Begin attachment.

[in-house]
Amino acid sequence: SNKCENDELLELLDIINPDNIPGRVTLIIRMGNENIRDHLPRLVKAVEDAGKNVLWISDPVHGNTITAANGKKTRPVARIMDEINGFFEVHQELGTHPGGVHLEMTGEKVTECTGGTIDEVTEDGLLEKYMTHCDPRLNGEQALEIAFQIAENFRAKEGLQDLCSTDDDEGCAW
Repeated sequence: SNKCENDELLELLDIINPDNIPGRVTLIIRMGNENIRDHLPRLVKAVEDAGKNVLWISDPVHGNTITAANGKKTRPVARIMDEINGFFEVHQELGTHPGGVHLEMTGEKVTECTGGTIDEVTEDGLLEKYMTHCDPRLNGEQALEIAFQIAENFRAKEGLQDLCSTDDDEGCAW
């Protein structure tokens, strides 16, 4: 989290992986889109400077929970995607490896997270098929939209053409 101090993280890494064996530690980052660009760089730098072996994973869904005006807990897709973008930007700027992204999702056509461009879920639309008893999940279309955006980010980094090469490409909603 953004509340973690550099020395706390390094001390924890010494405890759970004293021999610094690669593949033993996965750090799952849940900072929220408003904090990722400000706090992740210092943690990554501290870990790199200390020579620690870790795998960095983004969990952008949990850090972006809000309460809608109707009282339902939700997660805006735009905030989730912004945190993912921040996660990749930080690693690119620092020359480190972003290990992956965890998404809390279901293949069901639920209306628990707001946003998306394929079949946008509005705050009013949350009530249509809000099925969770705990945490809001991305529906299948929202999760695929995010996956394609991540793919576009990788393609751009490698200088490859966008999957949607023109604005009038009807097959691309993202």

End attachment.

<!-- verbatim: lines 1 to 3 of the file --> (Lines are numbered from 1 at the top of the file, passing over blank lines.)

[in-house]
Amino acid sequence: SNKCENDELLELLDIINPDNIPGRVTLIIRMGNENIRDHLPRLVKAVEDAGKNVLWISDPVHGNTITAANGKKTRPVARIMDEINGFFEVHQELGTHPGGVHLEMTGEKVTECTGGTIDEVTEDGLLEKYMTHCDPRLNGEQALEIAFQIAENFRAKEGLQDLCSTDDDEGCAW
Repeated sequence: SNKCENDELLELLDIINPDNIPGRVTLIIRMGNENIRDHLPRLVKAVEDAGKNVLWISDPVHGNTITAANGKKTRPVARIMDEINGFFEVHQELGTHPGGVHLEMTGEKVTECTGGTIDEVTEDGLLEKYMTHCDPRLNGEQALEIAFQIAENFRAKEGLQDLCSTDDDEGCAW